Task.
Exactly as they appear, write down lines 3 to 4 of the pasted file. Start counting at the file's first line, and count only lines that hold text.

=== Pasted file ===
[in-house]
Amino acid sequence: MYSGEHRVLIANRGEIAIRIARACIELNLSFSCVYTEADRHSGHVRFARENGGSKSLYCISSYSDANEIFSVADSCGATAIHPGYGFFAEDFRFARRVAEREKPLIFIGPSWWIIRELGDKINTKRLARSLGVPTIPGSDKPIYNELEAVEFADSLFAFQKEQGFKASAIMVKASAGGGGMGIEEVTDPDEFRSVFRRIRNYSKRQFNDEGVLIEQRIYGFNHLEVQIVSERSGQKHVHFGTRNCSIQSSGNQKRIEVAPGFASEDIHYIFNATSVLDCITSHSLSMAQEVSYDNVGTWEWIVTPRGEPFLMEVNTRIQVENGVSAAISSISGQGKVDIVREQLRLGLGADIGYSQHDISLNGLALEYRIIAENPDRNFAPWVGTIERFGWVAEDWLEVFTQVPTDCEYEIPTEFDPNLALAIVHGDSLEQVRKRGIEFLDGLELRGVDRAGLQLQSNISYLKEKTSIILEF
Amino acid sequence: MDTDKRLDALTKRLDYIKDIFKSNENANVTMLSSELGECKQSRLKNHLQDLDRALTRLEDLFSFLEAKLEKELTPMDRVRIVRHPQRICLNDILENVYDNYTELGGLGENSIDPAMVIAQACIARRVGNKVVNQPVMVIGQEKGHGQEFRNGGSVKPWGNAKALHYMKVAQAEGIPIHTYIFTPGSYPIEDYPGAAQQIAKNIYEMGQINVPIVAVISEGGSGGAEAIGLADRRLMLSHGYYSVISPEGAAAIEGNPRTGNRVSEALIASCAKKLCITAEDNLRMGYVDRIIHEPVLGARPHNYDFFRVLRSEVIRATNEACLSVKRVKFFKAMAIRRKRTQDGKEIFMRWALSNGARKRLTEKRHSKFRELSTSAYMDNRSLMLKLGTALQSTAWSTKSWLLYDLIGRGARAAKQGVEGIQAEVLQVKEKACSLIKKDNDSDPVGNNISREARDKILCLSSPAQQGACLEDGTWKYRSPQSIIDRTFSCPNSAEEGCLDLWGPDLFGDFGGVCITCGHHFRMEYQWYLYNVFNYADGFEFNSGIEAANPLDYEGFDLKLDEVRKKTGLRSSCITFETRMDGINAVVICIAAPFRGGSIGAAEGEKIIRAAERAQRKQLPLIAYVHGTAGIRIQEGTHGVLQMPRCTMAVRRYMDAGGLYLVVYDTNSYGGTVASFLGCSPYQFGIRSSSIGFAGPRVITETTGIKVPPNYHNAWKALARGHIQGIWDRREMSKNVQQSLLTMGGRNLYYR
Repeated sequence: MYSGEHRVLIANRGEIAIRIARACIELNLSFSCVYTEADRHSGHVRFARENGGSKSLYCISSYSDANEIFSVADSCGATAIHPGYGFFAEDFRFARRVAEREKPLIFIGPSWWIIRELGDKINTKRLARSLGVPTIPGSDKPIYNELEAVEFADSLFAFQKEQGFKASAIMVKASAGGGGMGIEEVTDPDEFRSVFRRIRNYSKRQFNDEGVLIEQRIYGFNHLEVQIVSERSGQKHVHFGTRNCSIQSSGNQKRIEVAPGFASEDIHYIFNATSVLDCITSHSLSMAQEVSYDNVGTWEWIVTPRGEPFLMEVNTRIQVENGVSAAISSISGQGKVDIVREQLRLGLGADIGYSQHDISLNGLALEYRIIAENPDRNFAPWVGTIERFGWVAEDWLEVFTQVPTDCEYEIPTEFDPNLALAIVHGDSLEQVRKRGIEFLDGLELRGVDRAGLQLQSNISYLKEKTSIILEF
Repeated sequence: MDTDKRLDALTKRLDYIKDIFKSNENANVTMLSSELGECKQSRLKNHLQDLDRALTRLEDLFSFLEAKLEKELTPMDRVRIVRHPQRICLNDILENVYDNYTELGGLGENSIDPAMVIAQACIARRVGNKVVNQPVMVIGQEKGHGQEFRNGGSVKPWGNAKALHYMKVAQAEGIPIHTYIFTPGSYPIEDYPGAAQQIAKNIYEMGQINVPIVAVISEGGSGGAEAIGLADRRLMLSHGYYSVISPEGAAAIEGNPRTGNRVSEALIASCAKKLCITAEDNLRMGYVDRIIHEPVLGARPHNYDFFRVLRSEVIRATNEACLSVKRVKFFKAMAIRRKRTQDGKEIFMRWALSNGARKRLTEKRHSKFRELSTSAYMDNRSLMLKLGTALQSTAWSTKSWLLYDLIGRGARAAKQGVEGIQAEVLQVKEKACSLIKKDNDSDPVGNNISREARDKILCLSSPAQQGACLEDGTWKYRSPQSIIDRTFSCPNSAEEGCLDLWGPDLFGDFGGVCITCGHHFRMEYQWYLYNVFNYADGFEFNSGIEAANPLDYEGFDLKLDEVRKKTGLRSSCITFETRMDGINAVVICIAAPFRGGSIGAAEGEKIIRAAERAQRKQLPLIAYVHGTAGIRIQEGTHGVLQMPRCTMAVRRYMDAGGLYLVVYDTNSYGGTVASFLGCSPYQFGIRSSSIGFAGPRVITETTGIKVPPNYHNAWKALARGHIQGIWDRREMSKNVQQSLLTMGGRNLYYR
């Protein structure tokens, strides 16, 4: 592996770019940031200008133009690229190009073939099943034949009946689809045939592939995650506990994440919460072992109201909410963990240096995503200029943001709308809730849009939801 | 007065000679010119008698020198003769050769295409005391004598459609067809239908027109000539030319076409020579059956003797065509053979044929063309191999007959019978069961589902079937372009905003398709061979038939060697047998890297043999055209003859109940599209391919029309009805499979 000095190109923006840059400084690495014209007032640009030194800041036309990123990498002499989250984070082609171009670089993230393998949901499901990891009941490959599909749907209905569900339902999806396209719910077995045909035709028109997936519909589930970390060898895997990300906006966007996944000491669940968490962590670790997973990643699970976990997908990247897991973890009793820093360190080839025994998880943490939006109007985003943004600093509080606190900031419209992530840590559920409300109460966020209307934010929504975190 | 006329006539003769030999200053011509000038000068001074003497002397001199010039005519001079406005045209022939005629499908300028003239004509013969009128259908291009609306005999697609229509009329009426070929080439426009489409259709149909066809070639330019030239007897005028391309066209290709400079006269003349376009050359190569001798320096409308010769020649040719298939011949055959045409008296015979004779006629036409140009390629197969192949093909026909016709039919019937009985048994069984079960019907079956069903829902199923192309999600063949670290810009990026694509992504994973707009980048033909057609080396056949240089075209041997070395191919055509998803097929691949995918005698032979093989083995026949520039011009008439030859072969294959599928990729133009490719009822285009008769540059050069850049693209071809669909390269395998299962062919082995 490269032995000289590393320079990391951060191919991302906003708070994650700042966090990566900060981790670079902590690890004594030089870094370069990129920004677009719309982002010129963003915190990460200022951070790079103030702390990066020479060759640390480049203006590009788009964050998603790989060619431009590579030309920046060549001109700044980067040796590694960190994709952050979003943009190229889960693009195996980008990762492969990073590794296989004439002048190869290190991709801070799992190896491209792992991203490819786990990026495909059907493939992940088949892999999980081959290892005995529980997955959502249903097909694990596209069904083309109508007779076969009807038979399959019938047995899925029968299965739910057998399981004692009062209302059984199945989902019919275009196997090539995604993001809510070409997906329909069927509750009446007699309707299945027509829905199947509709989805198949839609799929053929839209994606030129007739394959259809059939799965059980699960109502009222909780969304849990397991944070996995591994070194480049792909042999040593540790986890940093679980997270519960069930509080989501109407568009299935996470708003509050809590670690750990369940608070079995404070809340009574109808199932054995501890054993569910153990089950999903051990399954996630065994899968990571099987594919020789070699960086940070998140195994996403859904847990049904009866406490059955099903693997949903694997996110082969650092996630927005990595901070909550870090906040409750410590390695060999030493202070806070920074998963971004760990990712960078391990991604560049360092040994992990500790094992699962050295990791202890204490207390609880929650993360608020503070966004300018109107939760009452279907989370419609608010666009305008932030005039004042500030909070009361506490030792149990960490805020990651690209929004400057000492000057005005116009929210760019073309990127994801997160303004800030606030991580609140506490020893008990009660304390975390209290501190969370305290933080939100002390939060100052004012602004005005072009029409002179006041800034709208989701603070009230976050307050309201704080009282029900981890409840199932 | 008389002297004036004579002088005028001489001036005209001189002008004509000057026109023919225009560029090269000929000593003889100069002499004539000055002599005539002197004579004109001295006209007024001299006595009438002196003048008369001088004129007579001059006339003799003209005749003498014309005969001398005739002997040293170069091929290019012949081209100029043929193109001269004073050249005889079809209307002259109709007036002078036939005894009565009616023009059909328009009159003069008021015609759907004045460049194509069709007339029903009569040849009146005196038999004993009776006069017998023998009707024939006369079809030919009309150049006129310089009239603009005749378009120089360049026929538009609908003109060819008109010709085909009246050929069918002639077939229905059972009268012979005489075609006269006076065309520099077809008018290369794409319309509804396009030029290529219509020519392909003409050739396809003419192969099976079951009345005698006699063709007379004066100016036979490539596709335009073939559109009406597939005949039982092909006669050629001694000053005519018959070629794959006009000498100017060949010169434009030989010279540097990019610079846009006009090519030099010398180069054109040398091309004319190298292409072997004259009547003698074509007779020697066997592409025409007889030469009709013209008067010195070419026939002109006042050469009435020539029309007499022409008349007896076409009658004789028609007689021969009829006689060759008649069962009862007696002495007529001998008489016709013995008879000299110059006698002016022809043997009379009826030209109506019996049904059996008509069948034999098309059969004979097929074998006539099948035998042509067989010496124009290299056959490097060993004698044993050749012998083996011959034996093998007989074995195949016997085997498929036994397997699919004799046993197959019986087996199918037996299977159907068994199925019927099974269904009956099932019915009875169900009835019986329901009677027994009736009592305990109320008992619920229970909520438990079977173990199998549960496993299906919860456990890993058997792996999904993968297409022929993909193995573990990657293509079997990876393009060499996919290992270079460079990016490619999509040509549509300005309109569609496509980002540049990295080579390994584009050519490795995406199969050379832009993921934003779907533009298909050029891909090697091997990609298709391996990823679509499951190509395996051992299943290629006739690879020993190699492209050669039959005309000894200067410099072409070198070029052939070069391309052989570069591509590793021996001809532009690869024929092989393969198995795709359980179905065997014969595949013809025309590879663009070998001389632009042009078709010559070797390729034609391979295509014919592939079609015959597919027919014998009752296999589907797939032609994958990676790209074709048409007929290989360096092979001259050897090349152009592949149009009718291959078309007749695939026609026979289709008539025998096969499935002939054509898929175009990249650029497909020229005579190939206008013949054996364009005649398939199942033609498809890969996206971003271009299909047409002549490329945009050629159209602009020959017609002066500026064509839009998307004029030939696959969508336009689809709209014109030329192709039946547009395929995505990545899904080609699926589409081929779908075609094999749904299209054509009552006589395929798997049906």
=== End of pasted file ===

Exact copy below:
Amino acid sequence: MDTDKRLDALTKRLDYIKDIFKSNENANVTMLSSELGECKQSRLKNHLQDLDRALTRLEDLFSFLEAKLEKELTPMDRVRIVRHPQRICLNDILENVYDNYTELGGLGENSIDPAMVIAQACIARRVGNKVVNQPVMVIGQEKGHGQEFRNGGSVKPWGNAKALHYMKVAQAEGIPIHTYIFTPGSYPIEDYPGAAQQIAKNIYEMGQINVPIVAVISEGGSGGAEAIGLADRRLMLSHGYYSVISPEGAAAIEGNPRTGNRVSEALIASCAKKLCITAEDNLRMGYVDRIIHEPVLGARPHNYDFFRVLRSEVIRATNEACLSVKRVKFFKAMAIRRKRTQDGKEIFMRWALSNGARKRLTEKRHSKFRELSTSAYMDNRSLMLKLGTALQSTAWSTKSWLLYDLIGRGARAAKQGVEGIQAEVLQVKEKACSLIKKDNDSDPVGNNISREARDKILCLSSPAQQGACLEDGTWKYRSPQSIIDRTFSCPNSAEEGCLDLWGPDLFGDFGGVCITCGHHFRMEYQWYLYNVFNYADGFEFNSGIEAANPLDYEGFDLKLDEVRKKTGLRSSCITFETRMDGINAVVICIAAPFRGGSIGAAEGEKIIRAAERAQRKQLPLIAYVHGTAGIRIQEGTHGVLQMPRCTMAVRRYMDAGGLYLVVYDTNSYGGTVASFLGCSPYQFGIRSSSIGFAGPRVITETTGIKVPPNYHNAWKALARGHIQGIWDRREMSKNVQQSLLTMGGRNLYYR
Repeated sequence: MYSGEHRVLIANRGEIAIRIARACIELNLSFSCVYTEADRHSGHVRFARENGGSKSLYCISSYSDANEIFSVADSCGATAIHPGYGFFAEDFRFARRVAEREKPLIFIGPSWWIIRELGDKINTKRLARSLGVPTIPGSDKPIYNELEAVEFADSLFAFQKEQGFKASAIMVKASAGGGGMGIEEVTDPDEFRSVFRRIRNYSKRQFNDEGVLIEQRIYGFNHLEVQIVSERSGQKHVHFGTRNCSIQSSGNQKRIEVAPGFASEDIHYIFNATSVLDCITSHSLSMAQEVSYDNVGTWEWIVTPRGEPFLMEVNTRIQVENGVSAAISSISGQGKVDIVREQLRLGLGADIGYSQHDISLNGLALEYRIIAENPDRNFAPWVGTIERFGWVAEDWLEVFTQVPTDCEYEIPTEFDPNLALAIVHGDSLEQVRKRGIEFLDGLELRGVDRAGLQLQSNISYLKEKTSIILEF